Off-Third: Weinstein should implement iPad tipping

If a self-serve frozen yogurt shop can ask me for a tip, why can’t Cluckstein?


Weinstein Hall is an NYU residence hall that houses three dining locations: Upstein, Downstein and the Market at Sidestein. (Photo by Emily Sorkin for WSN, illustration by Arnav Binaykia)

Sydney Barragan, Under the Arch Editor

Off-Third is WSN’s satire column.

My two roommates and I went to 16 Handles last week, and after paying $15 for a small cup that I filled up myself, the Airpod-wearing teenage boy behind the counter slowly turned around the iPad. The iPad asked me how much I would like to tip, starting at 20%. I naturally obliged. Even though I had to serve myself, the cashier did have to hand me a pink plastic spoon.

Tons of places have jumped on the iPad tipping bandwagon — Sweetgreen, Starbucks, McDonald’s, and even that COVID-testing tent behind the garbage cans on your street. It got me thinking — shouldn’t our dining halls be doing the same? The answer is yes, we absolutely should tip at Downstein, and all the money should go towards cushioning NYU’s dwindling budget.

We have the Swipe it Forward program to donate meal swipes to students in need, but we forgot about implementing a tipping program to help a $5.8 billion endowed university and its administration. President Andrew Hamilton could only spend $1.1 million on his 2015 modest penthouse remodel.

The affordable meal plan program just can’t be enough to keep this well-oiled dining hall machine running. The least expensive meal plan comes in at only $1,546 and offers a stupendous return of 95 meals a semester or if you do the math, 0.86 meals a day. If you’re in a splurging mood, you can pay $3,227 for almost three meals a day. Almost.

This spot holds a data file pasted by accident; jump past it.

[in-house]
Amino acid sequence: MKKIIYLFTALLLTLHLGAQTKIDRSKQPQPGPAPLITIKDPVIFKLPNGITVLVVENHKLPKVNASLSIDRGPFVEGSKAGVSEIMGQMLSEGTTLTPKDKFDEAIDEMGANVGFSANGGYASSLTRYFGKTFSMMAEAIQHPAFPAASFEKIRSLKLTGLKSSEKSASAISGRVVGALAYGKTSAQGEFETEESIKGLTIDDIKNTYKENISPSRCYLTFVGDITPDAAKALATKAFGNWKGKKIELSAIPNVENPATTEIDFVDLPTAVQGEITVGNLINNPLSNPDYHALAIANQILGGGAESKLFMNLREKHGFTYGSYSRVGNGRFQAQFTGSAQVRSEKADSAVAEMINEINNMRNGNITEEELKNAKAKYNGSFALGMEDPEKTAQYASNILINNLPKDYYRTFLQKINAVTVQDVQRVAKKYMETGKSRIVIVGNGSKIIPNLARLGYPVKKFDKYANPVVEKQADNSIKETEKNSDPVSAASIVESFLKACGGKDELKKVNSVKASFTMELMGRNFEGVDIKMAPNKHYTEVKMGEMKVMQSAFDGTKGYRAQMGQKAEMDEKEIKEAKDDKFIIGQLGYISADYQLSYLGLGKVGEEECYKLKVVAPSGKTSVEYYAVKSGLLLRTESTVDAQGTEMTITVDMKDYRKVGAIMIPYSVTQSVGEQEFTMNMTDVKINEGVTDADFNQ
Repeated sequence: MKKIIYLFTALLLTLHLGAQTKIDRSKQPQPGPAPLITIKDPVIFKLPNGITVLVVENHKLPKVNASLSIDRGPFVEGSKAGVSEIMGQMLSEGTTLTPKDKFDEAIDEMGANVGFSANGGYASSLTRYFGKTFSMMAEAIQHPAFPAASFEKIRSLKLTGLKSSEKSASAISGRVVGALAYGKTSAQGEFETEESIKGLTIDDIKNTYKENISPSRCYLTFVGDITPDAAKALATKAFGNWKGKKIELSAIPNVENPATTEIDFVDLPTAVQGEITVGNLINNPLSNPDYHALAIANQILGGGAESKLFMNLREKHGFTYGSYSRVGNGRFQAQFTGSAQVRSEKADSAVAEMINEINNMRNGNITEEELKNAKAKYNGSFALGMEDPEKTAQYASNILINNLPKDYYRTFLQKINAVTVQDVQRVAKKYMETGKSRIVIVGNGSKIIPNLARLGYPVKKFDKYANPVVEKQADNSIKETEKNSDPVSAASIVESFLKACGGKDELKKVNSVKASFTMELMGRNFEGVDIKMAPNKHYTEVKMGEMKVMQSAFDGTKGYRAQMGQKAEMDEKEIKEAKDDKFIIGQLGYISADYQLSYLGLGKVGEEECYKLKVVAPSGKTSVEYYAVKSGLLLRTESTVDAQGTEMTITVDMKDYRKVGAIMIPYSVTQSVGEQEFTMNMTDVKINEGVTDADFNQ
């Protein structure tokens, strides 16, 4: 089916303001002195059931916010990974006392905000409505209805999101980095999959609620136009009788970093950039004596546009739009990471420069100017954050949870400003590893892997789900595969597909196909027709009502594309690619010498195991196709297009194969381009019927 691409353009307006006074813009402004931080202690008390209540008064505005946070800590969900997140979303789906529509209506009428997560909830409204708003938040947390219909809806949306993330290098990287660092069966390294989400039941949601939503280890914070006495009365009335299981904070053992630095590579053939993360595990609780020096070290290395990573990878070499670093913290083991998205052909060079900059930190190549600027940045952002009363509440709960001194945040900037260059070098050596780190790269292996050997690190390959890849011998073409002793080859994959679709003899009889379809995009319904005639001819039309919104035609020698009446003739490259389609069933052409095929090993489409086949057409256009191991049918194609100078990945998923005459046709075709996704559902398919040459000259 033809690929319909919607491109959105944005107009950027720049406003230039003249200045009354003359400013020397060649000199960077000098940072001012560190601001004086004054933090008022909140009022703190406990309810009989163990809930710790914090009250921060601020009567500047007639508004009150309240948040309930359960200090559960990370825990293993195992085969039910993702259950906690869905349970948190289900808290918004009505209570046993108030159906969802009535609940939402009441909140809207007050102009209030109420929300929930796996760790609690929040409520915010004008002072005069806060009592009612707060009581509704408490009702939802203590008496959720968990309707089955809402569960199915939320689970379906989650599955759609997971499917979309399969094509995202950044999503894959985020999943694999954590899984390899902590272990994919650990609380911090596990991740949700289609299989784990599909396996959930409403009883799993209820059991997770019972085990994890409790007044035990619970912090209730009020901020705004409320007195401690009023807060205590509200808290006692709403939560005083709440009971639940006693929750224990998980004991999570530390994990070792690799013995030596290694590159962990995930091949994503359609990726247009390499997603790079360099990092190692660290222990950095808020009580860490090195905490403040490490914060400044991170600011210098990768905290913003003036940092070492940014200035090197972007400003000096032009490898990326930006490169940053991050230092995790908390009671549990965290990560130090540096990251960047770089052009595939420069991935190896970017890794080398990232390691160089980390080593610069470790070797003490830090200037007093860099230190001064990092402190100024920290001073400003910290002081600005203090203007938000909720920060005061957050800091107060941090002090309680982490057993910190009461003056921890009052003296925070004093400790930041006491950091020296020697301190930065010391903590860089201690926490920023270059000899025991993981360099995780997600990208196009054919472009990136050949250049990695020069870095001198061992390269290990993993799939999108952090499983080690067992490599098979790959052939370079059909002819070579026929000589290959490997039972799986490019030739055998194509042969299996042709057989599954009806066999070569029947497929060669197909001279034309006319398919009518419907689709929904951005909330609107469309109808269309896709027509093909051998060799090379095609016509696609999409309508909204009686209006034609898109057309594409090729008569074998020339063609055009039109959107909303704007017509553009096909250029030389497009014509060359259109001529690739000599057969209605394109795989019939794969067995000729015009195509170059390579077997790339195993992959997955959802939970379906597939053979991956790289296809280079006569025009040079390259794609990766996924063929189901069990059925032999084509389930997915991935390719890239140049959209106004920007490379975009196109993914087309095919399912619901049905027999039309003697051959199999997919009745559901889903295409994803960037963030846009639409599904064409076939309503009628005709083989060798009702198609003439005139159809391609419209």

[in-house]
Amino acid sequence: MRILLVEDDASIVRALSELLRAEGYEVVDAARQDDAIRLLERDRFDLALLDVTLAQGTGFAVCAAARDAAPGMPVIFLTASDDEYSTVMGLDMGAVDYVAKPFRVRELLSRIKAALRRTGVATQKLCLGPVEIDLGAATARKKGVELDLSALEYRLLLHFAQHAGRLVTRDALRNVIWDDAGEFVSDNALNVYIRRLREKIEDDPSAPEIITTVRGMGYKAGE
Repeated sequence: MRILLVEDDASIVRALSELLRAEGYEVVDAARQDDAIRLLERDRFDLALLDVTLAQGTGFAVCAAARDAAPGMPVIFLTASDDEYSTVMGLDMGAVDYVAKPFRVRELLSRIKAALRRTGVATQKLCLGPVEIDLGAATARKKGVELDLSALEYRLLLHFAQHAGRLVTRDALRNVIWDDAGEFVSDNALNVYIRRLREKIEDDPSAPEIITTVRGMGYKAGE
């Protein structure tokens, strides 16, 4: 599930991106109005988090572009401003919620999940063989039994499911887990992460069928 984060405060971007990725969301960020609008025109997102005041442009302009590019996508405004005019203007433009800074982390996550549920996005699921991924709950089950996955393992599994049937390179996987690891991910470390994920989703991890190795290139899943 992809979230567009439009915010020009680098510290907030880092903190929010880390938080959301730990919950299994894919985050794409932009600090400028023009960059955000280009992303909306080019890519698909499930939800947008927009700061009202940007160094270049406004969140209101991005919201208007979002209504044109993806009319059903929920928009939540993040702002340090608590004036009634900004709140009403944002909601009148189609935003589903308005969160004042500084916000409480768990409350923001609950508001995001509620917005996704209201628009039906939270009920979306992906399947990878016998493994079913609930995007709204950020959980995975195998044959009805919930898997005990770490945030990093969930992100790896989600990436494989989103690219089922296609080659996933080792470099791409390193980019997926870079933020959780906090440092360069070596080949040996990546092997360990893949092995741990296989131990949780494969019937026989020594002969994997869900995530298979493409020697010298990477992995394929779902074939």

Clearly, the university’s dining department is in dire need of additional funding, otherwise, they’d be passing out Rubbermaid Tupperware containers instead of styrofoam. Speaking of which, can someone call Greta Thunberg?

Rather than percentages, tipping should be done in the form of meal swipes. A one meal swipe tip for a decent buffet-style dining experience, a two meal swipe tip if the food sheriff scanning your student ID smiles at you, and a three meal swipe tip if the marinara sauce doesn’t look like a celery stick and a shot of vodka away from a Bloody Mary.

Now don’t think pre-ordering through Grubhub will get you out of this. Instead of tipping with a meal swipe, you’ll tip with Dining Dollars when you go to Cluckstein. The Bursar office could sure use a tall espresso from the West Fourth Starbucks after a long day of billing students for their $80,000 tuition. Could you imagine how stressful it must be to put college kids in debt for a living?

Assuming this plan goes well and Downstein can finally afford to fully clean its sneeze guards thanks to the additional gratuity, we then need to address tipping at residence hall resource centers when picking up packages. Do you want to wait in a line of 45 other first-years, or do you want the red carpet service to pick up your Aritzia package? The answer lies in your decision to leave that 20% tip.

Off-Third is WSN’s satire column. WSN’s Opinion section strives to publish ideas worth discussing. The views presented in the Opinion section are solely the views of the writer.

Contact Sydney Barragan at [email protected].